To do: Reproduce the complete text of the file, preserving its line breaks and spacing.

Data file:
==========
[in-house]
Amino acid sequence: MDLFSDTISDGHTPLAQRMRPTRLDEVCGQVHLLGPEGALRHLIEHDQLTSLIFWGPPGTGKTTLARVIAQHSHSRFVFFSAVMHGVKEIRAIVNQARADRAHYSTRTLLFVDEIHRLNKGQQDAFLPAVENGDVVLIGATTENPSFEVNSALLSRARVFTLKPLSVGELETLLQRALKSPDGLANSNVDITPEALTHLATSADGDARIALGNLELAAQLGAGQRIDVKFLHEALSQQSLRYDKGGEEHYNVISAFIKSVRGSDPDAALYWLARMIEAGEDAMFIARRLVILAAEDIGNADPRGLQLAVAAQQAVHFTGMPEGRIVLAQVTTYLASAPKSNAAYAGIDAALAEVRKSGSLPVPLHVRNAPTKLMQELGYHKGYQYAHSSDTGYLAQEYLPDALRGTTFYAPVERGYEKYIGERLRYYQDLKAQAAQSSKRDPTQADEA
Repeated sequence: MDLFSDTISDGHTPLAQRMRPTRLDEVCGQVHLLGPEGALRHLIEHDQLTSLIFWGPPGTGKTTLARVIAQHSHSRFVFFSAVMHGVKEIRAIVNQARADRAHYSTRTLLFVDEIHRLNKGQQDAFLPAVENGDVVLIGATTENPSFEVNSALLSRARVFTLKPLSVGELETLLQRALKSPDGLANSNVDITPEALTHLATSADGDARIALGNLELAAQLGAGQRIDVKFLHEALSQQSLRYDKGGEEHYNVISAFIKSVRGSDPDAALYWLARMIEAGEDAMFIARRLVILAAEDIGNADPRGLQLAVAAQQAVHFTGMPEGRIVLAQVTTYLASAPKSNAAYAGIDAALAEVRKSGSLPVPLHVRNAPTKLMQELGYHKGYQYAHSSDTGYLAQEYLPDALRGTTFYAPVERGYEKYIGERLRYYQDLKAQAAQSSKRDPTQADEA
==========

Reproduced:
[in-house]
Amino acid sequence: MDLFSDTISDGHTPLAQRMRPTRLDEVCGQVHLLGPEGALRHLIEHDQLTSLIFWGPPGTGKTTLARVIAQHSHSRFVFFSAVMHGVKEIRAIVNQARADRAHYSTRTLLFVDEIHRLNKGQQDAFLPAVENGDVVLIGATTENPSFEVNSALLSRARVFTLKPLSVGELETLLQRALKSPDGLANSNVDITPEALTHLATSADGDARIALGNLELAAQLGAGQRIDVKFLHEALSQQSLRYDKGGEEHYNVISAFIKSVRGSDPDAALYWLARMIEAGEDAMFIARRLVILAAEDIGNADPRGLQLAVAAQQAVHFTGMPEGRIVLAQVTTYLASAPKSNAAYAGIDAALAEVRKSGSLPVPLHVRNAPTKLMQELGYHKGYQYAHSSDTGYLAQEYLPDALRGTTFYAPVERGYEKYIGERLRYYQDLKAQAAQSSKRDPTQADEA
Repeated sequence: MDLFSDTISDGHTPLAQRMRPTRLDEVCGQVHLLGPEGALRHLIEHDQLTSLIFWGPPGTGKTTLARVIAQHSHSRFVFFSAVMHGVKEIRAIVNQARADRAHYSTRTLLFVDEIHRLNKGQQDAFLPAVENGDVVLIGATTENPSFEVNSALLSRARVFTLKPLSVGELETLLQRALKSPDGLANSNVDITPEALTHLATSADGDARIALGNLELAAQLGAGQRIDVKFLHEALSQQSLRYDKGGEEHYNVISAFIKSVRGSDPDAALYWLARMIEAGEDAMFIARRLVILAAEDIGNADPRGLQLAVAAQQAVHFTGMPEGRIVLAQVTTYLASAPKSNAAYAGIDAALAEVRKSGSLPVPLHVRNAPTKLMQELGYHKGYQYAHSSDTGYLAQEYLPDALRGTTFYAPVERGYEKYIGERLRYYQDLKAQAAQSSKRDPTQADEA